4 March 2016, WASHINGTON (TSR) – The United States Navy has sent an aircraft carrier and a fleet of warships with its 7,000 sailors to the West Philippine Sea.

The carrier strike group John C. Stennis accompanied by the cruiser USS Mobile Bay and the destroyers USS Stockdale and USS Chung-Hoon arrived in the disputed waters of the West Philippine Sea on Tuesday, said Navy Cmdr. Clay Doss, a spokesman for U.S. Pacific Fleet.

The floating headquarters of the Japan-based 7th Fleet, the command ship Blue Ridge, is also in the area, en route to a port visit in the Philippines.

The carrier strike group is the United States’ latest show of force after China’s deployment of Surface-to-air missiles and fighter jets in the Paracels.

According to defense experts, sending Stennis and its air wing to the West Philippine Sea is a clear signal to China.

“Clearly the Navy and DoD is demonstrating its full commitment to presence and freedom of navigation in the region,” said Jerry Hendrix, a retired Navy captain.

“With the full carrier strike group and the command ship, the Navy is showing the scope of its interests and ability to project presence and power around the world.” he added.

Aside from the carrier strike group, the Japan-based USS Antietam, officials said, also is currently patrolling the West Philippine Sea, said Navy Cmdr. Clay Doss. Similar patrols were completed last week by the USS McCambell, a destroyer, and the USS Ashland, an amphibious dock landing ship.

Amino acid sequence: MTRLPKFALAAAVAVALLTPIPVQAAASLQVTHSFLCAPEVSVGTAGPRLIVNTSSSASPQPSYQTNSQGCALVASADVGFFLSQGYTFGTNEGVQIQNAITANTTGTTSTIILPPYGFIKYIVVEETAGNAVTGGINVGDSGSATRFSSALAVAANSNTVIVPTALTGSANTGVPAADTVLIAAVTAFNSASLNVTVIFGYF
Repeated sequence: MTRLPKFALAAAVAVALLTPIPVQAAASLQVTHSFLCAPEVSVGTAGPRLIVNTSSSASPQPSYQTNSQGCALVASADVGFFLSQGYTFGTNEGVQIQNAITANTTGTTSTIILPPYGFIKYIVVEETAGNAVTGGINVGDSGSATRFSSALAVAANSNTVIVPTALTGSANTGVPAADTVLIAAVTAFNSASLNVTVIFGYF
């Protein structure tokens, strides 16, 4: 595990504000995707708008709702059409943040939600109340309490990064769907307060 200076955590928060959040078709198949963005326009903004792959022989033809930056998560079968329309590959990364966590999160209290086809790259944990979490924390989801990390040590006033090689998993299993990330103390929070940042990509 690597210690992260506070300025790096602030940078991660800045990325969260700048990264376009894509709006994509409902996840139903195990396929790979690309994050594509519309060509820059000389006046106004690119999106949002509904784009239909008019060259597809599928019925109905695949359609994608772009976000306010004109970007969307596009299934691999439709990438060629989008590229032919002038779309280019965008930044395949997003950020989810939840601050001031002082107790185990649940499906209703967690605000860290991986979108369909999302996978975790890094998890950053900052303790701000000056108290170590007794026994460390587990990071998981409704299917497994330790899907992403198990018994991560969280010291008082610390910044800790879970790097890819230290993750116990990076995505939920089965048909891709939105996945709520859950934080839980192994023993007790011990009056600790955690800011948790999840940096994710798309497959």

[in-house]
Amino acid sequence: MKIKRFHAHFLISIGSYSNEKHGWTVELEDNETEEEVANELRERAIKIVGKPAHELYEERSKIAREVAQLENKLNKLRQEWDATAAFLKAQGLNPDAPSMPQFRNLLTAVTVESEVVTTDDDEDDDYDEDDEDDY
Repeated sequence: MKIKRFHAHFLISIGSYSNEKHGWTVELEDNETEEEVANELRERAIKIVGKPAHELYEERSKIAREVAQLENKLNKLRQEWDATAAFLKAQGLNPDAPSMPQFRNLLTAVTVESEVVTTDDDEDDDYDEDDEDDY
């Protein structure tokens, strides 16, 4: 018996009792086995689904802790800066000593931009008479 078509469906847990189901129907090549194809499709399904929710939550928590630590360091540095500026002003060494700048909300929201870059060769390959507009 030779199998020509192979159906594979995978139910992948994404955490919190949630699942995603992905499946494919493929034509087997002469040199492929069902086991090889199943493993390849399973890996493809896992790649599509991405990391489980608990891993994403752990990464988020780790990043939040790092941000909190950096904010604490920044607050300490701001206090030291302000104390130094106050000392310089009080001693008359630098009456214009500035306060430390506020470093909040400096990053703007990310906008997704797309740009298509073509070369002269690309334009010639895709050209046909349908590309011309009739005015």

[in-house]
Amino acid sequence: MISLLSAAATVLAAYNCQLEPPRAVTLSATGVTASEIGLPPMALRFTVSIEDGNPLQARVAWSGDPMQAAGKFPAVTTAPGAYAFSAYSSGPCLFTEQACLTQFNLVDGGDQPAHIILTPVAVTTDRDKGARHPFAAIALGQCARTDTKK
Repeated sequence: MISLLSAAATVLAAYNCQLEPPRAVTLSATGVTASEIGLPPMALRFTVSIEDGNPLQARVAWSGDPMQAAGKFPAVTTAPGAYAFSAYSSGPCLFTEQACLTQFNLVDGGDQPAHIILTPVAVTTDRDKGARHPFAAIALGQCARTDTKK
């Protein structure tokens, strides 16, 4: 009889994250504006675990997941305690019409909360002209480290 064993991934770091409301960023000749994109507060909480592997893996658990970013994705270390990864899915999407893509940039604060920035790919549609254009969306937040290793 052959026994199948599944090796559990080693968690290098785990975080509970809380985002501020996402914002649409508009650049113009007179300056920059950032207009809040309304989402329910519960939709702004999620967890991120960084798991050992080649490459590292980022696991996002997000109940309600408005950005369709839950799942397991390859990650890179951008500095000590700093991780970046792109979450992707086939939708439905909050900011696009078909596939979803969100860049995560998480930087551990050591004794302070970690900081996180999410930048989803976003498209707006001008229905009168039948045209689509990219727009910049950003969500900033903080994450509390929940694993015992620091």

According to Capt. Michael Wettlaufer, the commanding officer of the Stennis, the aircraft carrier the “world’s finest.”

The Stennis is carrying out a routine patrol in the West Philippine Sea where China has moved its military radar, surface-to-air missiles, and fighter jets.

U.S. defense secretary Ash Carter, earlier this week, warned China of “specific consequences” in its action in the West Philippine Sea.

“The United States wants every nation to have the opportunity to rise and that includes China. We welcome its rise and its inclusion in this architecture. But we don’t welcome aggressive behavior,” Carter said in San Francisco.

“Indeed, while some in the region appear determined to play spoiler, the United States, and our many friends in the region don’t plan on letting anyone suspend seven decades’ worth of progress,” he added.

The Stennis was deployed from Washington state on Jan. 15.

The Philippines claim that their Quirino atoll has been taken but China says it was cleaning up

Five China Coast Guard vessels have taken over Jackson Shoal, a disputed feature in the Spratly Islands in the South China Sea some 140 nautical miles west of the Philippines’ Palawan Island, according to a report by the Philippines Star.

Jackson Atoll is a popular fishing ground for Filipino fishermen, and is 33 nautical miles from Mischief Reef, a Spratly Island feature where China has carried out extensive land reclamation work and built an artificial island for possible military use, according to mainstream media speculations.

“We are aware of these press reports regarding Chinese vessels operating near Jackson (Quirino) Atoll, and these are in contested areas of the South China Sea (West Philippine Sea),” United States Department of State spokesperson Mark C. Toner said in a press briefing in Washington, D.C. March 2.